The American Express Mess
One day I received a gift box containing a perfectly beautiful pocket diary with gilt-edged pages, leather-bound and embossed with my initials in platinum. That same day there arrived a truly snotty (unsigned) letter from C. Hoke in the Collections Department of the American Express Centurion Bank, Wilmington, Del.:
“We have received notification from our office in Fort Lauderdale, Fla., that you have requested your Gold Card to be cancelled,” Hoke scolded. “In view of this, your Centurion Line of Credit account has been cancelled.”
(See the hyperlink below for the actual letter.)
After all the loving care from the folks at Platinum Card, I was made to feel like I had joined the ranks of the unwanted by C. Hoke, Collections, American Express Centurion Bank, whose organization had just extended to me—a brand new Platinum Cardmember—$10,000 in revolving credit and sent me checks the week before.
Could not Hoke have written that he or she was sorry to lose me as a Gold Cardmember, and offer me warmest congratulations and best wishes for moving up to Platinum? No, C. Hoke could not. Nobody at American Express talks to each other. They don’t need to.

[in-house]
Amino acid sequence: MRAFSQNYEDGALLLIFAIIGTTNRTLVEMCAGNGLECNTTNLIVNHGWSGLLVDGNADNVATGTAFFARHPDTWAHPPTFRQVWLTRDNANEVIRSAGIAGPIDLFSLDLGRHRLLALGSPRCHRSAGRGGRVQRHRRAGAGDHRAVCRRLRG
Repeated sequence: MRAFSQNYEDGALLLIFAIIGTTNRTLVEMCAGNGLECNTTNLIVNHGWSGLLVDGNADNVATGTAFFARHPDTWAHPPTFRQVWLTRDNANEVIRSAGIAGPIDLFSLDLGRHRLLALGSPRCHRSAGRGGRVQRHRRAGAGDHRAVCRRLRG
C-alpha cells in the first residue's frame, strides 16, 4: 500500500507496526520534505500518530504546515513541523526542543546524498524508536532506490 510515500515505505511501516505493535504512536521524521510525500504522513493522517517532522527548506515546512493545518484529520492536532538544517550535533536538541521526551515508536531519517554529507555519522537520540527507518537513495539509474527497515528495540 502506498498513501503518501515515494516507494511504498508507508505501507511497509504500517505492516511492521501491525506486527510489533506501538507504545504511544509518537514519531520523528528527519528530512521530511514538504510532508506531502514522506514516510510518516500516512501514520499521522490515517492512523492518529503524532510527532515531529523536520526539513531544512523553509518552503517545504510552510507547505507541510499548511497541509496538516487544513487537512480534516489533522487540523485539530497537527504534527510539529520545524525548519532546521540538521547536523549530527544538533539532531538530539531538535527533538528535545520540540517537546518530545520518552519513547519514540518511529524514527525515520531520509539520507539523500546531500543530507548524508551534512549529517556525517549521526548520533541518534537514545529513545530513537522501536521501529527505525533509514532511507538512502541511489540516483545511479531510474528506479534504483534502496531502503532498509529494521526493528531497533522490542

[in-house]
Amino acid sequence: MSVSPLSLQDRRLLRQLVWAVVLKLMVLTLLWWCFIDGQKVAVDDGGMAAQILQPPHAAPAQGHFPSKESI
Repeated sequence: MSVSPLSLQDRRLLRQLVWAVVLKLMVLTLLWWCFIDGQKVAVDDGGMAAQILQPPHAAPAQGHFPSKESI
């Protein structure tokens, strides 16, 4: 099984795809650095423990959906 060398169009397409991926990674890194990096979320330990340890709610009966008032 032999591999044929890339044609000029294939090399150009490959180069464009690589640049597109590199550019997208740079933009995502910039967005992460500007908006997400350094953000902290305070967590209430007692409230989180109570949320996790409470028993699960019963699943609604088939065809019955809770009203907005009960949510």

The fact is that the success of American Express Travel Related Services is based on one premise: that cardholders need American Express more than American Express needs its cardholders. Quite simply, what American Express offers—unlike Visa or MasterCard—is virtually an unlimited amount of credit on a cardmember’s signature. And its customers accept the unacceptable because they don’t dare do anything that might muck-up the incredible benefit of unlimited credit.
What should American Express—indeed every direct marketer—do? Put together a committee made up of top people from every division—together with their agencies—and spend one week every three months thinking through every possible scenario: Green Card stepping up to Gold ... Personal Green switching to Corporate Green. It means tracking down those people who have Corporate Cards and Personal Cards so that they are not continually cross-sold on products they already have. Every single piece of correspondence should be closely examined with an eye toward what the effect will be from the recipient’s point of view, line-by-line, word-by-word. If that were done, the C. Hoke letter would never have been mailed.